I Do Believe in Spooks, Part II

(continued from Part I)


Ghosts really infected our literature in the 19th and 20th centuries with the rise of gothic fiction. That’s where a lot of the classic ghost stories come from. They were often influenced by folklore and take place in creepy old mansions (that are, of course, haunted), dealing with the psychology of the characters. Ghost stories are traditionally more about the dread created by the ghost’s presence as opposed to gore and physical fear for your life.

Author M. R. James described the gothic ghost story as one of “Malevolence and terror, the glare of evil faces, ‘the stony grin of unearthly malice’, pursuing forms in darkness, and ‘long-drawn, distant screams’.”


Suddenly, horror movies pop up left and right that involve ghosts. Shirley Jackson’s novel was adapted to screen in 1963 with The Haunting. The Poltergeist movies gave us a sense of the danger and power of ghosts.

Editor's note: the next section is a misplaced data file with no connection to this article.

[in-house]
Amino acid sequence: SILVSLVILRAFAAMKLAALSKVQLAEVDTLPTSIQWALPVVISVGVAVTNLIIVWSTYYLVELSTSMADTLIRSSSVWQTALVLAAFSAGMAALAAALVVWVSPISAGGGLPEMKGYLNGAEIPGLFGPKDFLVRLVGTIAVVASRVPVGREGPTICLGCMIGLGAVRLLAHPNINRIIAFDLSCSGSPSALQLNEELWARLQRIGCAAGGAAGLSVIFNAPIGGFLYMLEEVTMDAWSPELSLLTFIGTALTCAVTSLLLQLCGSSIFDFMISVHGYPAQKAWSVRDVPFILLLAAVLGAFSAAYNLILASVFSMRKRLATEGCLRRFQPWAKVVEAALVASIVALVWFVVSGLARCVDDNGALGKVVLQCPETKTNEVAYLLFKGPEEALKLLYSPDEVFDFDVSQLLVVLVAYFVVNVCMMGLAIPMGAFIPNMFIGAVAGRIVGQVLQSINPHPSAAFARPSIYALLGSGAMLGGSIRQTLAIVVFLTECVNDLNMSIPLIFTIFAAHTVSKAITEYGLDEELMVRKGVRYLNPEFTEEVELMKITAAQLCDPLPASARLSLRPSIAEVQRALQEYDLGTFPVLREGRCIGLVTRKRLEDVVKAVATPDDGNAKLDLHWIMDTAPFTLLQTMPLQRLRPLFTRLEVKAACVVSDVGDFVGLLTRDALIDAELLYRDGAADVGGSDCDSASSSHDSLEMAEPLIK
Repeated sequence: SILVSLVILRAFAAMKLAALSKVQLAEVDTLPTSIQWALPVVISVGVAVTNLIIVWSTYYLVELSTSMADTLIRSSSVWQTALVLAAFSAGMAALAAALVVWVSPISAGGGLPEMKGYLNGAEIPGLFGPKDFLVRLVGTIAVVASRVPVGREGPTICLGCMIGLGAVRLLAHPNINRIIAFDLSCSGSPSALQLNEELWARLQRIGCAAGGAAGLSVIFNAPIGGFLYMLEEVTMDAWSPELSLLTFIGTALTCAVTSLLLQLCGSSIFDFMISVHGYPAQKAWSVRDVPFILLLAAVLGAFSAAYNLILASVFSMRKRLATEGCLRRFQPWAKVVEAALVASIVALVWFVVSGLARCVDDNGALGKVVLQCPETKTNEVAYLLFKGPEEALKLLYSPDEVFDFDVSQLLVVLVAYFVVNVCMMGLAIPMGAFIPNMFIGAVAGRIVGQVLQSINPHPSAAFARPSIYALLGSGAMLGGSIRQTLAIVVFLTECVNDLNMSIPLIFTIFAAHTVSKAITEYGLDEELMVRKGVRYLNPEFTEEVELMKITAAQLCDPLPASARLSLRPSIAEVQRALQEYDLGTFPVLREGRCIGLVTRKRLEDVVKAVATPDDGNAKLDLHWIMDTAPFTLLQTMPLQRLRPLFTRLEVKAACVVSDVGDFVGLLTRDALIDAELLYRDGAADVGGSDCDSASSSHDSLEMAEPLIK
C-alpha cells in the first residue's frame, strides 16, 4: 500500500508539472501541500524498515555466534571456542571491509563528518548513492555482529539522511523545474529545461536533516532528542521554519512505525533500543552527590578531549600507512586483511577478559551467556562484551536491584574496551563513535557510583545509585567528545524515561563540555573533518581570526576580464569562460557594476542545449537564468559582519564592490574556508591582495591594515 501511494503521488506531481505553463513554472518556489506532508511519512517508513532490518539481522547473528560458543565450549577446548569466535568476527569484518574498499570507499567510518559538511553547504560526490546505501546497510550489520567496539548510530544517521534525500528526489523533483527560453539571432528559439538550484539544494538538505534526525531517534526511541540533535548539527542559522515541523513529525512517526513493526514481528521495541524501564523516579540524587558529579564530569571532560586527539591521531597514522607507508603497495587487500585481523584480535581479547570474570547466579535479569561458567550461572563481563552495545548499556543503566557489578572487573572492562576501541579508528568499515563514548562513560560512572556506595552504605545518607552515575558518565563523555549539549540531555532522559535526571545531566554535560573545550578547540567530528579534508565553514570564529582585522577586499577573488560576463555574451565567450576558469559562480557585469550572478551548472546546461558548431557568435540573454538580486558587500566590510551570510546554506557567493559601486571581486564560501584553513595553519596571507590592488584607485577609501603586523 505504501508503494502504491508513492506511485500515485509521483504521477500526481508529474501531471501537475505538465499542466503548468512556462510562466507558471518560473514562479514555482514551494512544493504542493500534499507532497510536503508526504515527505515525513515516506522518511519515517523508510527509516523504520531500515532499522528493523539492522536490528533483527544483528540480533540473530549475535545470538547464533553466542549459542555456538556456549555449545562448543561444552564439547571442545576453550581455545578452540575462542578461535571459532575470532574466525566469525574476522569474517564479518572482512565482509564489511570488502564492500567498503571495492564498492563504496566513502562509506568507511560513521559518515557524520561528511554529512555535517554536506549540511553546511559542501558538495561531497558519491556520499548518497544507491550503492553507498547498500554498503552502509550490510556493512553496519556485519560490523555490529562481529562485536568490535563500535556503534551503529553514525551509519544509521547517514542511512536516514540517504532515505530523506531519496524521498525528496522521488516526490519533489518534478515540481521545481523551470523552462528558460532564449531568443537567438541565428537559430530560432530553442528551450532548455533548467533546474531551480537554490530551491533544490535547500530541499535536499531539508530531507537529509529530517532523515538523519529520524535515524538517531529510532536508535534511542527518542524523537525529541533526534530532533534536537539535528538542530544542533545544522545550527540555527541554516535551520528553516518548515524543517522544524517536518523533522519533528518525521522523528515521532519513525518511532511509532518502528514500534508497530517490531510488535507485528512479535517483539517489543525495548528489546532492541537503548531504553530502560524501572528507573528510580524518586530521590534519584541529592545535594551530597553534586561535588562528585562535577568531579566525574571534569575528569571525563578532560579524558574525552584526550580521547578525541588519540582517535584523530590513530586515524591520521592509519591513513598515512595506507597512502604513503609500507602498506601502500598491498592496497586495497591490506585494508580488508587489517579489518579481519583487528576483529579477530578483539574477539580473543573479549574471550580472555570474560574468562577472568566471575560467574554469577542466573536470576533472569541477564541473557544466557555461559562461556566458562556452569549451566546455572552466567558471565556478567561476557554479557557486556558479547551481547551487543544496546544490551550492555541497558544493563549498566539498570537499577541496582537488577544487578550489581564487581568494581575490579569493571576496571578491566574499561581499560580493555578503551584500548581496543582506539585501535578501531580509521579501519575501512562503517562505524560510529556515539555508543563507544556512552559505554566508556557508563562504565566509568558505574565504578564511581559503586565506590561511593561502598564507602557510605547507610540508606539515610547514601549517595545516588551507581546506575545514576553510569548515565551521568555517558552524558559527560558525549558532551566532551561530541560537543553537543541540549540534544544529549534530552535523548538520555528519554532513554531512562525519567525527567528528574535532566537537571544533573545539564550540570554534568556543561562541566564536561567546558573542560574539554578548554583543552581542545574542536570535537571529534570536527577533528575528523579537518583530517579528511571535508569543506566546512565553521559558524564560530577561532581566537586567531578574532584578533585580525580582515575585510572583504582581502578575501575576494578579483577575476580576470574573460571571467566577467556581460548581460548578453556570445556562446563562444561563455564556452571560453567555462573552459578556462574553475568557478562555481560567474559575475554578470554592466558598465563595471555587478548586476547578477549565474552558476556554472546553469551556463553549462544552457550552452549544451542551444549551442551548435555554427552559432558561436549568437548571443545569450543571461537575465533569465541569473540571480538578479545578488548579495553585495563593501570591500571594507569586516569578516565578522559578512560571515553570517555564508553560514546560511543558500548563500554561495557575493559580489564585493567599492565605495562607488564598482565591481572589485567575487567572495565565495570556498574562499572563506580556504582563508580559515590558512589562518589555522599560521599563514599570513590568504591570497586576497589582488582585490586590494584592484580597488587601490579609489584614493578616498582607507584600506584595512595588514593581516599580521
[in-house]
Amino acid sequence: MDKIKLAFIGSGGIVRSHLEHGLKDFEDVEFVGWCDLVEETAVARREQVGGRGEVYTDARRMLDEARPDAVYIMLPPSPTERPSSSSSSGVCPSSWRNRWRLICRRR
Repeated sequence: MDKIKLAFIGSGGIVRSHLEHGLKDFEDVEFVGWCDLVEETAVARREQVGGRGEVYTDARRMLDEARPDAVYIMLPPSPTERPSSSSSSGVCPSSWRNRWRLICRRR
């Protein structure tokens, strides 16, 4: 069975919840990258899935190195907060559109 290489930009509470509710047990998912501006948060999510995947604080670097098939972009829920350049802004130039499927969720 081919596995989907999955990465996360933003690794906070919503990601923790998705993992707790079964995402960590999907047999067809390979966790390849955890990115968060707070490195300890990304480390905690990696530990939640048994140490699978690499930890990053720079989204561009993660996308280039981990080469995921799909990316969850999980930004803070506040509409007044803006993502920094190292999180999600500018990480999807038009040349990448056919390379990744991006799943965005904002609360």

Spanish movies like The Devil’s Backbone and The Orphanage depict ghosts as otherworldly in their creepiness, and though they were once human, now they are eerie and somehow wrong in their disconnect from the living world. These movies really capture the fear of that otherness of life beyond death, of the strange and foreign nature of people that are no longer quite human.

Then we get some experimentation with the role of ghosts in movies as the classic ghost story begins to feel stale. What if the main character is a ghost? That’s explored in the cheesy romance of Patrick Swayze and Demi Moore in Ghost. But horror movies started to use this idea in their arsenal of shock: what if the main character doesn’t know he/she is a ghost? Enter The Sixth Sense, which had everyone talking about the clues throughout the movie hinting that [SPOILER] Bruce Willis was dead the whole time. The Others was another one that caught people off guard; here we are, enjoying a throw-back classic ghost story, when we learn that [SPOILER] the “intruders” are really living people and Nicole Kidman smothered her children with pillows!

Haley Joel Osment sees dead people.